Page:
Ozzy Osbourne, Tom Morello, and More Rock Stars Remember the Sui Generis, Lemmy
"There's a big hole in the music industry as far as I'm concerned" – Ozzy Osbourne
The outpouring for Motörhead’s gruff bassist and singer Lemmy, who passed away at the age of 70 on Monday, has continued in the days since his death. Some of Lemmy’s closest friends, who happen to be some of the most epic rock stars of the past half century, touchingly eulogized the metal legend in a way that’s not so conducive to 140-characters. The two common chords: The dude was a character who lived as hard as he rocked; and, in Ozzy Osbourne’s words: “There’s a big hole in the music industry as far as I’m concerned.”
“Me and Lemmy go back a long time. We used to have a standing joke with each other, “Which one of us is going to go first?” But I curbed my ways, staying up all night and all that shit, a long time ago. But Lemmy said to me one time, “What’s the point of living to 99 if you’re not enjoying it? It’s my life and I want to have fun with it.” And he lived to 70. And the way he lived, smoking cigarettes, drinking and all that, he knew he wouldn’t be doing it. You can’t live that lifestyle and live ’til 99. Very rarely, some people can. Most of us drop off along the way.”
“He was so Lemmy all the time.
You can’t overstate the degree to which Lemmy was the real deal. He was authentic. There are a lot of guys in bands who drape on the accoutrements of skull and crossbones, but it felt like Lemmy probably was a brigadier general in some sort of heavy metal Harley-Davidson skeleton army. It all came from within. He was real. And he was someone who loved both punk and heavy metal. He and his band straddled both of those genres and had earned a lot of respect.”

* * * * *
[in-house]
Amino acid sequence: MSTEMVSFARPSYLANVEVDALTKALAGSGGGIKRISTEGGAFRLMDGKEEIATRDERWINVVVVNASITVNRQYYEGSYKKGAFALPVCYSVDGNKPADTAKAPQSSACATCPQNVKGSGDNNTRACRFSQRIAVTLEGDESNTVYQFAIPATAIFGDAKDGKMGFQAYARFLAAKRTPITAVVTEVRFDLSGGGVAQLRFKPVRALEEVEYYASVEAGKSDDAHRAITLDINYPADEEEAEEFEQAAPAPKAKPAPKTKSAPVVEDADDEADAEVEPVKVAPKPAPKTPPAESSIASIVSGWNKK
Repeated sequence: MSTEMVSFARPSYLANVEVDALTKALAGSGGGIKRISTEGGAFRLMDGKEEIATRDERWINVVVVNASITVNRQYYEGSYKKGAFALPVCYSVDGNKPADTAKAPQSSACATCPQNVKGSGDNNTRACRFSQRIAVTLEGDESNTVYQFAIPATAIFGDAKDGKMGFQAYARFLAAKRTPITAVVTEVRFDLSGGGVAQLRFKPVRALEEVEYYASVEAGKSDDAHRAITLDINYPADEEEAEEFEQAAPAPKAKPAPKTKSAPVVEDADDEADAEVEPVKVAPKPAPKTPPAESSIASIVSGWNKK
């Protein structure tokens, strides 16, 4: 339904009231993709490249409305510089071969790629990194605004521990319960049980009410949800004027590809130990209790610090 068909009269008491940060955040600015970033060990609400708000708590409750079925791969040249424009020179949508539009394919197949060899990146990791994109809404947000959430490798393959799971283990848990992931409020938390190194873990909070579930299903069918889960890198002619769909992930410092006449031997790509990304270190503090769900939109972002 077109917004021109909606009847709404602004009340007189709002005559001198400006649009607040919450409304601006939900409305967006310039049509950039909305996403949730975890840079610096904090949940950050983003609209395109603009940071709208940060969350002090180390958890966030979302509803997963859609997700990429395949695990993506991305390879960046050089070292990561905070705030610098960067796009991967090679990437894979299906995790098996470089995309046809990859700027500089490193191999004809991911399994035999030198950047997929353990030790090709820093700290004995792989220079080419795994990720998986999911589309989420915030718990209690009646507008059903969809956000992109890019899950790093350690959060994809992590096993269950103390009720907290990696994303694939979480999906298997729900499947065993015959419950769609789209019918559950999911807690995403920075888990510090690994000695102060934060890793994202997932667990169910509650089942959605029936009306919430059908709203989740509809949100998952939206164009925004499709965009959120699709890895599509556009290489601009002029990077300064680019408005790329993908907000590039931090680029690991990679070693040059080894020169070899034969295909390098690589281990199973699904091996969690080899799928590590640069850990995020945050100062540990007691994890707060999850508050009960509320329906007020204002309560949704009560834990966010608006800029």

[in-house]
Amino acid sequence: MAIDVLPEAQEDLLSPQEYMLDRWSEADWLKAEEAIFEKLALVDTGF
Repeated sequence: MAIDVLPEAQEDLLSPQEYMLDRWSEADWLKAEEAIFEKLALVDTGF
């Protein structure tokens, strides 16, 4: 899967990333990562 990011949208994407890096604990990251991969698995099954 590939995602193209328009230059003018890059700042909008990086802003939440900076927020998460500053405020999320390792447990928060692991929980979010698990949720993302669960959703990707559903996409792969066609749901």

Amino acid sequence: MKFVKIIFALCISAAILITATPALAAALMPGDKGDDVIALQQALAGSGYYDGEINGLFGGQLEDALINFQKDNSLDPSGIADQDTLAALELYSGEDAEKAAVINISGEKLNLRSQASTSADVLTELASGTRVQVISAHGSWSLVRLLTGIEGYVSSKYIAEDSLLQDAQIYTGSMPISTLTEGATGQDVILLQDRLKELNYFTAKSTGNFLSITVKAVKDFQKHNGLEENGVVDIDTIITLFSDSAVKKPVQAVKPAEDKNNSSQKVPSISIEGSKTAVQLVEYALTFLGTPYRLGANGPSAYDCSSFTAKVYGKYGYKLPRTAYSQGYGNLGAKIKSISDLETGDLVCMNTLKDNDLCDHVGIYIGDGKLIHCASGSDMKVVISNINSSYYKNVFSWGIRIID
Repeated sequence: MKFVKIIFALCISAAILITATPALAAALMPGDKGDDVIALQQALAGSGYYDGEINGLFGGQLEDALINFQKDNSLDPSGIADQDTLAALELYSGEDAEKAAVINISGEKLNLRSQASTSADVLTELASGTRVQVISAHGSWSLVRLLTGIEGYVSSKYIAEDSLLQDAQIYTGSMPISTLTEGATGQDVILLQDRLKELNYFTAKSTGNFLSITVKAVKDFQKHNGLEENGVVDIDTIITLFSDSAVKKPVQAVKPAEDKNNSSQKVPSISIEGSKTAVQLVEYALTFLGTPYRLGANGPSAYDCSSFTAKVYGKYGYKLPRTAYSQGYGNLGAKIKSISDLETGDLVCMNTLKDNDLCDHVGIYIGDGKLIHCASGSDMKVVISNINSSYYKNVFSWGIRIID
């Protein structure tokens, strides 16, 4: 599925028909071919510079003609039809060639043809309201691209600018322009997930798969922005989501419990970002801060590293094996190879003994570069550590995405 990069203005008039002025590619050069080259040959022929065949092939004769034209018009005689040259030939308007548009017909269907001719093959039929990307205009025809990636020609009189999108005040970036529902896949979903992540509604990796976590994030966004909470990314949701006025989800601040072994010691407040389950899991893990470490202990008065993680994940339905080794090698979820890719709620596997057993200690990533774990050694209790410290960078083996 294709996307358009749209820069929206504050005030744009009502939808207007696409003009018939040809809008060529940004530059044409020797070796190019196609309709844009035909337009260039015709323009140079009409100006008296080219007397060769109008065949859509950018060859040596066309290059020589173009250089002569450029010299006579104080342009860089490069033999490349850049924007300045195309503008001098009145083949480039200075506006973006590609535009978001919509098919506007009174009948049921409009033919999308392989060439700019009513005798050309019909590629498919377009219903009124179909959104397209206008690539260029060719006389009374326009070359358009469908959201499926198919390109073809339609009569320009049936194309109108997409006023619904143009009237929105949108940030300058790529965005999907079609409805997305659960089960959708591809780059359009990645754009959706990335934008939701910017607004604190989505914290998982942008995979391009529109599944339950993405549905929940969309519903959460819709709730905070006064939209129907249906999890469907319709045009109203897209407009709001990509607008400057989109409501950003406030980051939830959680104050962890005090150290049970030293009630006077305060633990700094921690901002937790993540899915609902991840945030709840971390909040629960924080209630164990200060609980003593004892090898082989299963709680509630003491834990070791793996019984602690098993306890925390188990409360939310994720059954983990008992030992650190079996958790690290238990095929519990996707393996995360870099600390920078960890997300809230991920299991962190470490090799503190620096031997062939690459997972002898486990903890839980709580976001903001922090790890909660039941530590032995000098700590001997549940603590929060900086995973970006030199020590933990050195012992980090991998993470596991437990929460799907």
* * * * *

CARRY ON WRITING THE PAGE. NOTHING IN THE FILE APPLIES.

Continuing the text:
“A lot of people are going to talk about what a tragedy it is that our friend Lemmy died, and lament how sad it is. But I am going to talk about this: the man lived,” Taylor wrote. “He lived his life on his terms right up until the day he died. He played the music he loved. He never compromised, on style or volume. If there was ever a man who took no shit, prisoners or safe routes, it was Lemmy Kilmister. He was everything you wanted him to be: raw, loud, rude, funny and ready to play for his fans – which he did even when he had trouble getting on stage.”
“Lemmy was truly a one-of-a-kind in rock ‘n’ roll. He was innovative, true to his art and continually relevant even though he never cared about being relevant. He was always creating and redefining hard rock and the role of bass within it. Off stage he was a gem. I can’t think of anyone who didn’t adore Lemmy. He was such an original character in Rock, and I will truly miss seeing him out on the road. My condolences to his family, his band mates and rock fans everywhere. This loss is great.”